Writing From Experience

Writing From Experience

Former police writer Edna Buchanan signs a new crime novel in McLean

Despite having left her career as a police reporter for the Miami Herald to become a novelist, Edna Buchanan is still drawn to the sound of sirens.

During her recent book signing at the Books a Million store in McLean, twice her talk was interrupted by sirens screaming down Chain Bridge Road, twice her thoughts trailed off and her eyes followed the sound as it traveled along the road.

"It's hard to write fiction in Miami, where quite often truth is stranger," Buchanan said to an audience of about 20 fans. "For example, in recent weeks we've had the case of the school board representative who failed geometry, whose address was never in the same district where he was running."

In Miami, she said, no one associates a raft full of people or an old car sitting in someone's front year with playing Tom Sawyer or Huck Finn. "Miami seems to instill an aggressive madness in its residents," Buchanan said.

Her trip to McLean was to promote her new book, "Shadows," but she spent relatively little time talking about it, instead talking of her love for the place she has made her home for several decades.

"We live with a permanent tingle on the backs of our necks. We know that if Mother Nature doesn't get us, someone else will," she said, adding that those who have lived in Miami long enough know not to evacuate their homes before a hurricane because the damage from looting neighbors may be worse that from the storm itself.

It was at this point the first siren took off down the road. She paused, followed the sound with her eyes, saying, "Sounds like they're playing our song."

THE NAME OF her latest book comes from a fictional house built in the 1920s by a rumrunner who disappeared off the coast of Florida during a storm, she said. The location where the house sits was the real-life home of Carl Fisher, a man who helped envision Miami when it was nothing more than swampland.

"I like to keep things alive in my books that matter to me," she said, such as the Miami Times newspaper which stopped printing in the 1980s. Looking back at the past is important, she said, because the actions of the past make the present possible.

"The evil men do lives on long after they do. The past never dies. It's always with us," Buchanan said.

Her fascination with reporting crimes and solving mysteries has a deep connection within her personal life: Her father disappeared when Buchanan was only 7 years old and was never found.

"I love modern forensics and its Star Wars-like technology," she said, adding that with the help of scientific advancements in crime-solving tools, "it can tell us who really lies in Jesse James' grave, who is buried in the Tomb of the Unknown Soldier. We just recently found out that King Tut was not bludgeoned to death, thanks to advances in crime technology, that the crack in his head was caused by the men who discovered his tomb in the 1920s," she said.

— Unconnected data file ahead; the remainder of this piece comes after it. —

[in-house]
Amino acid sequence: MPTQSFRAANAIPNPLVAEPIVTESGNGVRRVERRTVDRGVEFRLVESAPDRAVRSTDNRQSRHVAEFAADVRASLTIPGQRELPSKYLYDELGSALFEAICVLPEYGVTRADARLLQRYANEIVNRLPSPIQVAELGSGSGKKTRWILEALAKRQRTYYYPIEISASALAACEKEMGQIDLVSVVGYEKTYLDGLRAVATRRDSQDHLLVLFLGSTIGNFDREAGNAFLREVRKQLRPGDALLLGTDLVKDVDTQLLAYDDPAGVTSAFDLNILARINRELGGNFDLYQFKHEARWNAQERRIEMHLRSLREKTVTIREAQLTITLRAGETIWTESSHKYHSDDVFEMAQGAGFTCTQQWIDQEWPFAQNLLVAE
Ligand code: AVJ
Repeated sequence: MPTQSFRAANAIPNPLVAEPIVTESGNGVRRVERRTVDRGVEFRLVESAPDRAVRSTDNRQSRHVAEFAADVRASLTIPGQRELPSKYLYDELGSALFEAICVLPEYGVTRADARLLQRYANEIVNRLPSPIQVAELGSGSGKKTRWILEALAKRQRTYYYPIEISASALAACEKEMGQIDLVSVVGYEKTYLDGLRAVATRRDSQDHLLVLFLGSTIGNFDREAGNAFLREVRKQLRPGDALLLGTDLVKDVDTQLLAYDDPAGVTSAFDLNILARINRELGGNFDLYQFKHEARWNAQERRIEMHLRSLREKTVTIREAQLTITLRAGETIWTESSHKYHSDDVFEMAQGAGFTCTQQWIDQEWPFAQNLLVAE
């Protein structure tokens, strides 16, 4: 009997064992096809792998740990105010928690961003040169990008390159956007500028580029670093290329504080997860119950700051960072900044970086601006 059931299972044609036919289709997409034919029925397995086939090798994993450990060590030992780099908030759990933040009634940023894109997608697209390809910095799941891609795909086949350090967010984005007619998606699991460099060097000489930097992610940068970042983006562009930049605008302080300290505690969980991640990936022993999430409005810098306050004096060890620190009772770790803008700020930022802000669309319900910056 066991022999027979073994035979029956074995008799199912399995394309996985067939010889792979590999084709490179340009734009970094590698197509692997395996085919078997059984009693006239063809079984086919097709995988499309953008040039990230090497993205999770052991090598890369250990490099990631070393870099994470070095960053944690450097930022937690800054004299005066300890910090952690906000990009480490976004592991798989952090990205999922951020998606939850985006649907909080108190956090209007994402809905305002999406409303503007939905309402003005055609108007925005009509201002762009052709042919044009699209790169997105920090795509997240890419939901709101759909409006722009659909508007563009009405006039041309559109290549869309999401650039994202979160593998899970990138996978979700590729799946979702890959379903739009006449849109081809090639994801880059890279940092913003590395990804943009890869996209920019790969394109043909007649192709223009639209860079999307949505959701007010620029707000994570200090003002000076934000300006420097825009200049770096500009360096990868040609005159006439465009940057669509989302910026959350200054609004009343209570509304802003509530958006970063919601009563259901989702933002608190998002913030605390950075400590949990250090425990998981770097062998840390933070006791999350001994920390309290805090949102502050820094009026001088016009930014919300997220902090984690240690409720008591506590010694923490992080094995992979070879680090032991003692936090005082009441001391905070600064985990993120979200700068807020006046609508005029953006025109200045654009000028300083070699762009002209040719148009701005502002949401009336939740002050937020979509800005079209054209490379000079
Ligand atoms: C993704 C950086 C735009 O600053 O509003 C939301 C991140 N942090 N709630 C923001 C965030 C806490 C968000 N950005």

Her background covering murders and crimes, her dedication to "telling the story of each and every murder in Miami" was "a great privilege and I miss it," she said. "There are so many cases that haunt you. In real life, things don't wrap up as neatly as they do in novels. Working the police beat is like seeing Shakespeare in the raw."

Every once in a while, she said, she has to fight the urge to deliver her books door to door, delivering her work as a relief from the "lonesome" nature of working from home and away from the newsroom she so loved.

HOWEVER, MAKING the transition from police writer to novelist has enabled her to make her books more believable, her readers said.

"I came to a book signing she did last year for another novel and when I read it, I felt like I was still sitting here listening to her talk," said Kim Peifley, who had driven down from Rockville on Wednesday afternoon to hear Buchanan.

"It's interesting to meet a writer and hear about her background and where she comes up with her ideas." An avid reader of mysteries and crime novels, Peifley said she likes that Buchanan writes her novels in series format, using various characters in several books.

"People who like Miami would really like her books," she said. "It seems like the city is as important as any of the characters."

"My daughter discovered Edna Buchanan about a year ago when we were on vacation," said Bill Meyer, who was at the signing with his daughter and wife. The whole family has since become engrossed in her books. Meyer said it's clear that Buchanan puts her passions into her books.

"She's in love with Miami but she's also very sad about how it's changing, and yet she stays there," he said. "She's paid the price for the life she lives in friendships, but she lives very intensely. I really admire her dedication."

"It adds a lot of interesting perspective and detail that puts you on the inside track of how police investigate a crime," said reader Deborah Jones of Alexandria. "Because she has that background, it makes the story more believable."

Jones likened listening to Buchanan talking to the poetry of e.e. cummings, a poet in the 1970s known for his wandering, tangent-like style.

Through the reading of the newest book, Jones said, she was "looking forward to getting to know" Buchanan. "She has a great sense of humor," she said.

The "realism" she instills in her books makes Joel Guth an avid fan, carrying two stacks of books into the store during two trips to have them signed by Buchanan.

"She's the real deal. It shows that she used to be a reporter. It gives her writing more edge," he said. "It's amazing that such a beautiful woman can come across with such violence."